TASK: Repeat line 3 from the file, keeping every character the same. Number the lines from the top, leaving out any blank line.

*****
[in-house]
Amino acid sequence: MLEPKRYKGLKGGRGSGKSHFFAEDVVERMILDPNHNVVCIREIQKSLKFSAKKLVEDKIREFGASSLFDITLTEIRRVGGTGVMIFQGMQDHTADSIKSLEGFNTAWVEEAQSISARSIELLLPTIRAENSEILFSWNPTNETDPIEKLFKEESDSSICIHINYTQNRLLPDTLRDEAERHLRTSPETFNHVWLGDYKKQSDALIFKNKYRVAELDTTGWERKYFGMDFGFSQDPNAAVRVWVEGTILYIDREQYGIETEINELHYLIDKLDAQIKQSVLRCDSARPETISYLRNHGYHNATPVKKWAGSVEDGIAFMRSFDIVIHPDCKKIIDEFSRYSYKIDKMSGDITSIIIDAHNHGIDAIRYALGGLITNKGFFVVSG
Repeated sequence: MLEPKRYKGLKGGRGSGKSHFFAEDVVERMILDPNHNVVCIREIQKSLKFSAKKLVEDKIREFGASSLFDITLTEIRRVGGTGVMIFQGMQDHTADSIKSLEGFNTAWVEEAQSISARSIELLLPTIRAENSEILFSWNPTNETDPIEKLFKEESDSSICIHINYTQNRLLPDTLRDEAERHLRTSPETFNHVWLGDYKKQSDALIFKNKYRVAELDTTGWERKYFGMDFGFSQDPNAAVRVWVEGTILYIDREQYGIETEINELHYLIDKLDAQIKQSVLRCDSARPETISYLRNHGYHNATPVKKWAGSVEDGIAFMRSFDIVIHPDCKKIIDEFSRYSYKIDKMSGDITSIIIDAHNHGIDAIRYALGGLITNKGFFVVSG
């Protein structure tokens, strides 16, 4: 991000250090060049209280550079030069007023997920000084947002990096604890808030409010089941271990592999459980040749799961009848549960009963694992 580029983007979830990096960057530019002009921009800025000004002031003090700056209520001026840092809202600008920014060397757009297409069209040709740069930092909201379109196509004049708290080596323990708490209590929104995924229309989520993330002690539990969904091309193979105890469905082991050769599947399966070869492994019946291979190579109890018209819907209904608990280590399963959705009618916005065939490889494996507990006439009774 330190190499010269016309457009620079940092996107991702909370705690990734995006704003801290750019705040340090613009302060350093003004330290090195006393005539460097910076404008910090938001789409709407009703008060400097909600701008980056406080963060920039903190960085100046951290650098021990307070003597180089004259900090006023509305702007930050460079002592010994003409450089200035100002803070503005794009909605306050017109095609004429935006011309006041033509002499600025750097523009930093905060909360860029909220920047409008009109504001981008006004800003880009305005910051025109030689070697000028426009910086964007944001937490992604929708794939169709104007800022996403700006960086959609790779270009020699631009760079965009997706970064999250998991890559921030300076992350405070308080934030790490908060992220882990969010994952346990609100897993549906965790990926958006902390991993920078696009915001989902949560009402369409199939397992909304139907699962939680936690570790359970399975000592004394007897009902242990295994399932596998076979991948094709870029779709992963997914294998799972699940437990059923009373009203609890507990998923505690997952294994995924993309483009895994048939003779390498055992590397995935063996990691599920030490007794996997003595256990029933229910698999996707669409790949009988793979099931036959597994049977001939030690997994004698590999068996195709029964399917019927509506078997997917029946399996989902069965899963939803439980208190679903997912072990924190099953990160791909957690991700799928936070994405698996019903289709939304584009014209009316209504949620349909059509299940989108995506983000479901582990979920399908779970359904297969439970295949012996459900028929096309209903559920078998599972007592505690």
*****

Repeated sequence: MLEPKRYKGLKGGRGSGKSHFFAEDVVERMILDPNHNVVCIREIQKSLKFSAKKLVEDKIREFGASSLFDITLTEIRRVGGTGVMIFQGMQDHTADSIKSLEGFNTAWVEEAQSISARSIELLLPTIRAENSEILFSWNPTNETDPIEKLFKEESDSSICIHINYTQNRLLPDTLRDEAERHLRTSPETFNHVWLGDYKKQSDALIFKNKYRVAELDTTGWERKYFGMDFGFSQDPNAAVRVWVEGTILYIDREQYGIETEINELHYLIDKLDAQIKQSVLRCDSARPETISYLRNHGYHNATPVKKWAGSVEDGIAFMRSFDIVIHPDCKKIIDEFSRYSYKIDKMSGDITSIIIDAHNHGIDAIRYALGGLITNKGFFVVSG